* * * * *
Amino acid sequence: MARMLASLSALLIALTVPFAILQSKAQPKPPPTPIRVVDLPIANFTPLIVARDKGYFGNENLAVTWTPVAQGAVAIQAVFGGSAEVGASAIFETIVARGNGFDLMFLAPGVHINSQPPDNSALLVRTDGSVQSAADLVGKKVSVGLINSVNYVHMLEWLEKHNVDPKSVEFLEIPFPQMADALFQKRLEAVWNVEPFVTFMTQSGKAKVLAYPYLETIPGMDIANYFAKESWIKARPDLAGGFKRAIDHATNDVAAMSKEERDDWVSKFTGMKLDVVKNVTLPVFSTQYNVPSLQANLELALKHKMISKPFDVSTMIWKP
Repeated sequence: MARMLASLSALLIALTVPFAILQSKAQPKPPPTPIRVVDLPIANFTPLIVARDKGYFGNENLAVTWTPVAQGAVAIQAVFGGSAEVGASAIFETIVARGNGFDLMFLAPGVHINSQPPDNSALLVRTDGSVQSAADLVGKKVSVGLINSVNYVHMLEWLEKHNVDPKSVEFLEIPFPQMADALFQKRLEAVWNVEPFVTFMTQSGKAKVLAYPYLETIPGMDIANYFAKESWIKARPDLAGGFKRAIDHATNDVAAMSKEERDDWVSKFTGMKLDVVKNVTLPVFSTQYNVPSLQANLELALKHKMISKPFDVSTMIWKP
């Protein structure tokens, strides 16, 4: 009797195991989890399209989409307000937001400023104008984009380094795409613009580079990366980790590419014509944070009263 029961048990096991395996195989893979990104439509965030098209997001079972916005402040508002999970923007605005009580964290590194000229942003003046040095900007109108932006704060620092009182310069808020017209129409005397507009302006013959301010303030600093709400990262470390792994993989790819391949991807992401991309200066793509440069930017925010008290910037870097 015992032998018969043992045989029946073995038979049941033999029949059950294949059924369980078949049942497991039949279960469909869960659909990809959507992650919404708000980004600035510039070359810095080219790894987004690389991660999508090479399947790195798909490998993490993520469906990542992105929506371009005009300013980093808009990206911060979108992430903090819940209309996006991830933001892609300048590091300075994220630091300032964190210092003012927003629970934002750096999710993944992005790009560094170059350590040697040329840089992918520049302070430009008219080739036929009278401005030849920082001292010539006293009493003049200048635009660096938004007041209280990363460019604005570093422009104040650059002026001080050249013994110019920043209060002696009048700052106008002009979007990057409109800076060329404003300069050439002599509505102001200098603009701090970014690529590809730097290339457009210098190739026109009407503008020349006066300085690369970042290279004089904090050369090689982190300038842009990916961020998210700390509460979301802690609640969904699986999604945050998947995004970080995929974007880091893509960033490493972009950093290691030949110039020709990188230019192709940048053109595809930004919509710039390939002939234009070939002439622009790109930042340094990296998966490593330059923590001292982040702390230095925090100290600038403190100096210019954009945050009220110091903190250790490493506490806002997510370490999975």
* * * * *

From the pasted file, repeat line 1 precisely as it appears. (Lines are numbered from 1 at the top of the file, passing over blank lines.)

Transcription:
Amino acid sequence: MARMLASLSALLIALTVPFAILQSKAQPKPPPTPIRVVDLPIANFTPLIVARDKGYFGNENLAVTWTPVAQGAVAIQAVFGGSAEVGASAIFETIVARGNGFDLMFLAPGVHINSQPPDNSALLVRTDGSVQSAADLVGKKVSVGLINSVNYVHMLEWLEKHNVDPKSVEFLEIPFPQMADALFQKRLEAVWNVEPFVTFMTQSGKAKVLAYPYLETIPGMDIANYFAKESWIKARPDLAGGFKRAIDHATNDVAAMSKEERDDWVSKFTGMKLDVVKNVTLPVFSTQYNVPSLQANLELALKHKMISKPFDVSTMIWKP